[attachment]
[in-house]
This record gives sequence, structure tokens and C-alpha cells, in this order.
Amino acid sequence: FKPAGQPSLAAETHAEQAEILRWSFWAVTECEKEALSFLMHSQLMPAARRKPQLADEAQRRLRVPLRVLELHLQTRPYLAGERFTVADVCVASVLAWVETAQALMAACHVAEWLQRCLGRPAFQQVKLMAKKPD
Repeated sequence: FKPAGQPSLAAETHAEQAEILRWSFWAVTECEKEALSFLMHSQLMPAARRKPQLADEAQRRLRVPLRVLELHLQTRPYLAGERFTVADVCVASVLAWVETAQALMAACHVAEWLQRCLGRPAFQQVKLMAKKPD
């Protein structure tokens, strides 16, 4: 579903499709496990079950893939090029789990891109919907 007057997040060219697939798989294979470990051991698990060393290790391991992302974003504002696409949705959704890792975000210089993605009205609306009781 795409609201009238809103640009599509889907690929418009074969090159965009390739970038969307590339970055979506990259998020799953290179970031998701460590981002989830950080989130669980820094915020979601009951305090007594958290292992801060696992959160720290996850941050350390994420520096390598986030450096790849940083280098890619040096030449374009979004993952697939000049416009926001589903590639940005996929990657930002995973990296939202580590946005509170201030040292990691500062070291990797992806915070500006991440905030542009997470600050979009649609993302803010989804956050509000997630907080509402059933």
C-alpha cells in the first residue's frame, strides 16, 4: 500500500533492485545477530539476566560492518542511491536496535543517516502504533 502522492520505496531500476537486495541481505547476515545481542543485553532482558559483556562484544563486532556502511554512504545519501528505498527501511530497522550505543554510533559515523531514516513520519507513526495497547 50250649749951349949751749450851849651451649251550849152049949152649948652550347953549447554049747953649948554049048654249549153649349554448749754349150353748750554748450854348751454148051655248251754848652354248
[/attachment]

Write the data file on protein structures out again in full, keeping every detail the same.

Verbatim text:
[in-house]
This record gives sequence, structure tokens and C-alpha cells, in this order.
Amino acid sequence: FKPAGQPSLAAETHAEQAEILRWSFWAVTECEKEALSFLMHSQLMPAARRKPQLADEAQRRLRVPLRVLELHLQTRPYLAGERFTVADVCVASVLAWVETAQALMAACHVAEWLQRCLGRPAFQQVKLMAKKPD
Repeated sequence: FKPAGQPSLAAETHAEQAEILRWSFWAVTECEKEALSFLMHSQLMPAARRKPQLADEAQRRLRVPLRVLELHLQTRPYLAGERFTVADVCVASVLAWVETAQALMAACHVAEWLQRCLGRPAFQQVKLMAKKPD
């Protein structure tokens, strides 16, 4: 579903499709496990079950893939090029789990891109919907 007057997040060219697939798989294979470990051991698990060393290790391991992302974003504002696409949705959704890792975000210089993605009205609306009781 795409609201009238809103640009599509889907690929418009074969090159965009390739970038969307590339970055979506990259998020799953290179970031998701460590981002989830950080989130669980820094915020979601009951305090007594958290292992801060696992959160720290996850941050350390994420520096390598986030450096790849940083280098890619040096030449374009979004993952697939000049416009926001589903590639940005996929990657930002995973990296939202580590946005509170201030040292990691500062070291990797992806915070500006991440905030542009997470600050979009649609993302803010989804956050509000997630907080509402059933």
C-alpha cells in the first residue's frame, strides 16, 4: 500500500533492485545477530539476566560492518542511491536496535543517516502504533 502522492520505496531500476537486495541481505547476515545481542543485553532482558559483556562484544563486532556502511554512504545519501528505498527501511530497522550505543554510533559515523531514516513520519507513526495497547 50250649749951349949751749450851849651451649251550849152049949152649948652550347953549447554049747953649948554049048654249549153649349554448749754349150353748750554748450854348751454148051655248251754848652354248